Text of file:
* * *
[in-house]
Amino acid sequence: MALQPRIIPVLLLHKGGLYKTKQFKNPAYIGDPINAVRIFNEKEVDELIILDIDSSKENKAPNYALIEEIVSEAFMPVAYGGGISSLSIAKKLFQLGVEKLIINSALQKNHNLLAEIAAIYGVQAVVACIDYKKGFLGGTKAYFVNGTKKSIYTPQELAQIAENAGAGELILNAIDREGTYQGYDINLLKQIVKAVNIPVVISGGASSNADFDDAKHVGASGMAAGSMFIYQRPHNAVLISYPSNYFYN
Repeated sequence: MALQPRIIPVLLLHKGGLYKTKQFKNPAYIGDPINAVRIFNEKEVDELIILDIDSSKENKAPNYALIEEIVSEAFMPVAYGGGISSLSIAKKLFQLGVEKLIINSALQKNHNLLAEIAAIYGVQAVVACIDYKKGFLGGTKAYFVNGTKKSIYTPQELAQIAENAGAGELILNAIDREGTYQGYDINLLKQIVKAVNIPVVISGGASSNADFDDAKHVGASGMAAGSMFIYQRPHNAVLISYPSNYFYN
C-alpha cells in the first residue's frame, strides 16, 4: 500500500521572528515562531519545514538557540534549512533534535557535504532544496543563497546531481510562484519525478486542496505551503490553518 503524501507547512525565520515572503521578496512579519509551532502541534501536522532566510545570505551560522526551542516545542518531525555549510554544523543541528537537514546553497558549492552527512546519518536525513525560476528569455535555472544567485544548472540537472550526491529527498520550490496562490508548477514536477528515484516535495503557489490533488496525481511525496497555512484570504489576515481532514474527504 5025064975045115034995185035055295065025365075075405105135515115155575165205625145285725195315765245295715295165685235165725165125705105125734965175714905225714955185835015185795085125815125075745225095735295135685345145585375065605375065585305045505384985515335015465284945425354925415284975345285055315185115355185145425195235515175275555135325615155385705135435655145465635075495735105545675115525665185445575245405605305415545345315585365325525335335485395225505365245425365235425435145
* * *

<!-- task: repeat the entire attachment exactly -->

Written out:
[in-house]
Amino acid sequence: MALQPRIIPVLLLHKGGLYKTKQFKNPAYIGDPINAVRIFNEKEVDELIILDIDSSKENKAPNYALIEEIVSEAFMPVAYGGGISSLSIAKKLFQLGVEKLIINSALQKNHNLLAEIAAIYGVQAVVACIDYKKGFLGGTKAYFVNGTKKSIYTPQELAQIAENAGAGELILNAIDREGTYQGYDINLLKQIVKAVNIPVVISGGASSNADFDDAKHVGASGMAAGSMFIYQRPHNAVLISYPSNYFYN
Repeated sequence: MALQPRIIPVLLLHKGGLYKTKQFKNPAYIGDPINAVRIFNEKEVDELIILDIDSSKENKAPNYALIEEIVSEAFMPVAYGGGISSLSIAKKLFQLGVEKLIINSALQKNHNLLAEIAAIYGVQAVVACIDYKKGFLGGTKAYFVNGTKKSIYTPQELAQIAENAGAGELILNAIDREGTYQGYDINLLKQIVKAVNIPVVISGGASSNADFDDAKHVGASGMAAGSMFIYQRPHNAVLISYPSNYFYN
C-alpha cells in the first residue's frame, strides 16, 4: 500500500521572528515562531519545514538557540534549512533534535557535504532544496543563497546531481510562484519525478486542496505551503490553518 503524501507547512525565520515572503521578496512579519509551532502541534501536522532566510545570505551560522526551542516545542518531525555549510554544523543541528537537514546553497558549492552527512546519518536525513525560476528569455535555472544567485544548472540537472550526491529527498520550490496562490508548477514536477528515484516535495503557489490533488496525481511525496497555512484570504489576515481532514474527504 5025064975045115034995185035055295065025365075075405105135515115155575165205625145285725195315765245295715295165685235165725165125705105125734965175714905225714955185835015185795085125815125075745225095735295135685345145585375065605375065585305045505384985515335015465284945425354925415284975345285055315185115355185145425195235515175275555135325615155385705135435655145465635075495735105545675115525665185445575245405605305415545345315585365325525335335485395225505365245425365235425435145